Iranian radio: The German-Israeli armaments collaboration was concealed from the public for decades, but recently the media have dared to report on it more or less openly, while in the process the public apparently still isn't allowed to know everything. You've dealt with this subject intensively. You confirm my statement in an article. I quote: "Two distinctive features characterize this cooperation: Far-reaching secrecy and mutual benefit." Before we go into this, I would like to ask you first to inform us about the history of this cooperation.
Otfried Nassauer is a free-lance journalist and director of the Berlin Information Centre for Translatlantic Security / Berliner Informationszentrum fuer Transatlantische Sicherheit (BITS)
Nassauer: The history of the German-Israeli cooperation in the armaments area is incredibly complicated. From the beginning, it was encumbered with problems for both sides. Israel could hardly cooperate openly with Germany in front of its own public, while the Germans were, after all, the criminals responsible for the Holocaust and were to blame for the deaths of six million Jews. And conversely, the Germans naturally had problems with their own public, for exactly the same reason, in being connected openly with Israel and armaments collaboration. In spite of that, the joint work on arms projects began at a very early stage, because some politicians, who had an interest in a normal relationship between the two states, also understood arms deliveries as an instrument of cooperation. At that time, in the 1950s, both states had to virtually build up "armies out of nothing" and therefore they had partially overlapping and partially common interests.
Therefore, Germany started supplying arms to Israel already in the years when Germany itself actually wasn't permitted to produce any more weapons at all, as a result of the fact that it had lost the Second World War. In later years the German-Israel collaboration was marked by overlapping interests. For example, in the Near East wars, Israel captured Soviet-style weapons, and the Germans were interested in the results of Israel's analysis of these, and the other way around, the Germans then built the technological knowledge into their armoured vehicles, for example. And these benefits that came from Israel were "paid for" with further supplies from Germany. Israeli weapons deliveries to Germany resulted, because that way, Israel could earn hard currency, convertible currency, and these developments go up to the present time. Until today there is a relatively intensive collaboration between Germany and Israel in the armaments sphere with which many German armaments companies aren't always happy, however.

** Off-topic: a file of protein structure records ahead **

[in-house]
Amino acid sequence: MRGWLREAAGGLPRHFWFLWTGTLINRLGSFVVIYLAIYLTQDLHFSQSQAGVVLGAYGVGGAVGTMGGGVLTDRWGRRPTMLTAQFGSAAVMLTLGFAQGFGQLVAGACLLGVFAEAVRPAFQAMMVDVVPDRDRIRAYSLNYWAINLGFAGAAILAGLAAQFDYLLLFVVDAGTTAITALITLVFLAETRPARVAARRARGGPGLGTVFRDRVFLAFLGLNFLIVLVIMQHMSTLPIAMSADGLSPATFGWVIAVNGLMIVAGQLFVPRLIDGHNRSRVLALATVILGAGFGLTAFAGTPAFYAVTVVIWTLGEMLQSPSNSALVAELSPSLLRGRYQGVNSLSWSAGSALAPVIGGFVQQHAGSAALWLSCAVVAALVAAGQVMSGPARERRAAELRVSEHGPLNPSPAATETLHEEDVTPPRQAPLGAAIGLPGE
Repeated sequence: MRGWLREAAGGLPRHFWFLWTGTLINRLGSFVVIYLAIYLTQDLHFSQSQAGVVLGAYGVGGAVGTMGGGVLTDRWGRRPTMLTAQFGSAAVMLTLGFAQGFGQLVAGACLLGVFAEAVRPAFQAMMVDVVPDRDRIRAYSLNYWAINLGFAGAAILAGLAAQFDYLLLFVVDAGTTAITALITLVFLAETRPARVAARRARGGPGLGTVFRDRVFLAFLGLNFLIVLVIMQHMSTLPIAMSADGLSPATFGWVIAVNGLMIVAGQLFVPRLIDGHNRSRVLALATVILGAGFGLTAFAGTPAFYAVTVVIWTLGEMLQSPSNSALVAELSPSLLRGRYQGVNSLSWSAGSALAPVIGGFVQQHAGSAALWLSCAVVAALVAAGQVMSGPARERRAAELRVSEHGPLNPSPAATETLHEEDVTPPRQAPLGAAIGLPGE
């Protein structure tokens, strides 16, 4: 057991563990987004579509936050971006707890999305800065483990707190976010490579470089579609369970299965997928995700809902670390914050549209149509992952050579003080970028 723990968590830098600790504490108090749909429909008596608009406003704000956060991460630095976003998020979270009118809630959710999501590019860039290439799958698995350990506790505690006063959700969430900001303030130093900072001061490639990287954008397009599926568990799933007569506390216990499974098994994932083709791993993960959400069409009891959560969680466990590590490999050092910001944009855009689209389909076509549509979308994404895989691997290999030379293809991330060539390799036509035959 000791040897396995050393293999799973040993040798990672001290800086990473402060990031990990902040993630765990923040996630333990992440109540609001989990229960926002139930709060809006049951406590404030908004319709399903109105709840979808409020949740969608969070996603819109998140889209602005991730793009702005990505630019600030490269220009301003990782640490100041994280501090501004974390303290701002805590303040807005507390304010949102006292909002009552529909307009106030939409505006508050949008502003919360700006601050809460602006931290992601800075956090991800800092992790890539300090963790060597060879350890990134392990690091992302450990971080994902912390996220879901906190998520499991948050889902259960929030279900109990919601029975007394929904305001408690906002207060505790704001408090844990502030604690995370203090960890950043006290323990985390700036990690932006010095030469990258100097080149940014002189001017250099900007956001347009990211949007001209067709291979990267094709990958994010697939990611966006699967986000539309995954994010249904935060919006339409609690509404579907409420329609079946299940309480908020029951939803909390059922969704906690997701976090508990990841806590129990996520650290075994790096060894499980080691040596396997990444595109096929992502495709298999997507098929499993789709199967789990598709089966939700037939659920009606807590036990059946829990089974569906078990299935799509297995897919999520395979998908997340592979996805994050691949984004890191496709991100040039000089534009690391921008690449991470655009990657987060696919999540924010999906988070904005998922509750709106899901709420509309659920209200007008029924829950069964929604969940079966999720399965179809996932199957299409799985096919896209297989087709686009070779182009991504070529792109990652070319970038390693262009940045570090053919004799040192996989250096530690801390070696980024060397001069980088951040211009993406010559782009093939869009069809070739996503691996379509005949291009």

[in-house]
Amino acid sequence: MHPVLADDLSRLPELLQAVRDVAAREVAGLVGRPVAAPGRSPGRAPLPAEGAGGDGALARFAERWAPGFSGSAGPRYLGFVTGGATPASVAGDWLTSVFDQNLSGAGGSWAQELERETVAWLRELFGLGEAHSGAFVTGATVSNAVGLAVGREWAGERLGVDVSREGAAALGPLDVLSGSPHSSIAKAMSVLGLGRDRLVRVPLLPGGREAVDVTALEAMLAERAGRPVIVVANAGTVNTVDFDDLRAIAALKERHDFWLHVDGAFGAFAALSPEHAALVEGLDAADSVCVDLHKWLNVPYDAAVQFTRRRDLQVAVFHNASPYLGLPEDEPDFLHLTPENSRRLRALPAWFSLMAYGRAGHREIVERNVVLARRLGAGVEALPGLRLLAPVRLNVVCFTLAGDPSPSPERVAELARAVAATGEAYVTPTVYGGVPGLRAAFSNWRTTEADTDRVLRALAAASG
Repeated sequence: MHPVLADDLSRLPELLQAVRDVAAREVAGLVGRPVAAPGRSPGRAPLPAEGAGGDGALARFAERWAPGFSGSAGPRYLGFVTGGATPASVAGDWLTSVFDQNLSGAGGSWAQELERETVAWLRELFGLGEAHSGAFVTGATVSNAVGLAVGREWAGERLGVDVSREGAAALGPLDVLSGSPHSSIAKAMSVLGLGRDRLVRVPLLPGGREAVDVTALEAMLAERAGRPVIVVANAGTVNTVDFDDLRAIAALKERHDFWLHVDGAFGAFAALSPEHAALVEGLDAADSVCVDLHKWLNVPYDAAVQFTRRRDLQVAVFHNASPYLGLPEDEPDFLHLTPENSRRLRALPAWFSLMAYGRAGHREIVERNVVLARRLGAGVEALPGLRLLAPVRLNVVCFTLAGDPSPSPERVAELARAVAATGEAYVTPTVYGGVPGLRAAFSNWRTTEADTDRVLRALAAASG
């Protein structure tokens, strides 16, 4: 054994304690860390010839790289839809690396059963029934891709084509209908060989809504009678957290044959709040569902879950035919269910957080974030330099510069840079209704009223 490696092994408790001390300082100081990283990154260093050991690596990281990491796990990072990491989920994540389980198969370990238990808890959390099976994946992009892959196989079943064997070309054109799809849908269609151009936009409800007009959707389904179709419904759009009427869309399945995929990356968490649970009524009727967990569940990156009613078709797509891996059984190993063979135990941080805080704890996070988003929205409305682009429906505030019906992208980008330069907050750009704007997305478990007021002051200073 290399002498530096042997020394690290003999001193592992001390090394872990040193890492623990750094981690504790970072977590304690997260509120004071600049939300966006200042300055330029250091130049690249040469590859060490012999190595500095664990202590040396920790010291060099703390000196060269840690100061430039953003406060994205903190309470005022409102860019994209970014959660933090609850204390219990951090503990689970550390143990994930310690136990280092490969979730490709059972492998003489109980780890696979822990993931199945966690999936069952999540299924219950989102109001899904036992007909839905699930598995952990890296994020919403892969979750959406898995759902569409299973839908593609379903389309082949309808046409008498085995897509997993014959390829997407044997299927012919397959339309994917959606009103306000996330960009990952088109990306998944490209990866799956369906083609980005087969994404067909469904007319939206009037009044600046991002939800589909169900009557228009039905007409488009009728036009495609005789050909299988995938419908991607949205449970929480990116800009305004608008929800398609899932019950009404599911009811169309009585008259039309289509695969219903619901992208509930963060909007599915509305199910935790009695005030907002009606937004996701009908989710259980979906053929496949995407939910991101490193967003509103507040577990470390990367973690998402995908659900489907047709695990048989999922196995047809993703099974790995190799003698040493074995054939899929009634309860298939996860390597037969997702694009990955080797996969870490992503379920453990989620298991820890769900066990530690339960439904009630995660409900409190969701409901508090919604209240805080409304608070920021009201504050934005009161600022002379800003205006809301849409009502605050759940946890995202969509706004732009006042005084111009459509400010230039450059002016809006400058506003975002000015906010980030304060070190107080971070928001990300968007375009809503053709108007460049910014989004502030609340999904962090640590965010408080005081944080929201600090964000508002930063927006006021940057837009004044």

Iranian radio: Mr. Nassauer, now let's talk some about the two characteristics of the German-Israel armaments cooperation that you mentioned in passing, I mean by that the secrecy and the mutual benefit. Would you please explain these two characteristics and why this collaboration was kept secret?
Nassauer: Keeping the German-Israeli weapons collaboration a secret was naturally closely related to the fact that each government believed that their respective populations couldn't accept this information and therefore they insisted that this secrecy must be particularly strict. That could be seen in the fact that on the Israeli side, as well as on the German side, it was the secret services that coordinated such deliveries. In addition to that, this form of operating led to a further form of secrecy, specifically to a form of secrecy -- they could also conceal other forms of collaboration and financial payments behind the armaments cooperation projects.
This collaboration was beneficial to both sides because in this way Israel could obtain relatively technically modern equipment from Germany, for example, submarines again and again, and on the other hand, Germany also acquired knowledge about Soviet armaments that the Israelis had captured from the Arabic states and analyzed. So in other words: that was never a one-sided affair where only one of the two sides profited, rather there were different kinds of mutual benefits, not the least of which, from the Israeli point of view, was certainly the fact that through its collaboration with Germany, Israel had the chance to earn convertible currency.
Konrad Adenauer and David Ben Gurion met on March 14, 1960, at the Waldorf Astoria Hotel in New York
Iranian radio: What fields are included in this collaboration?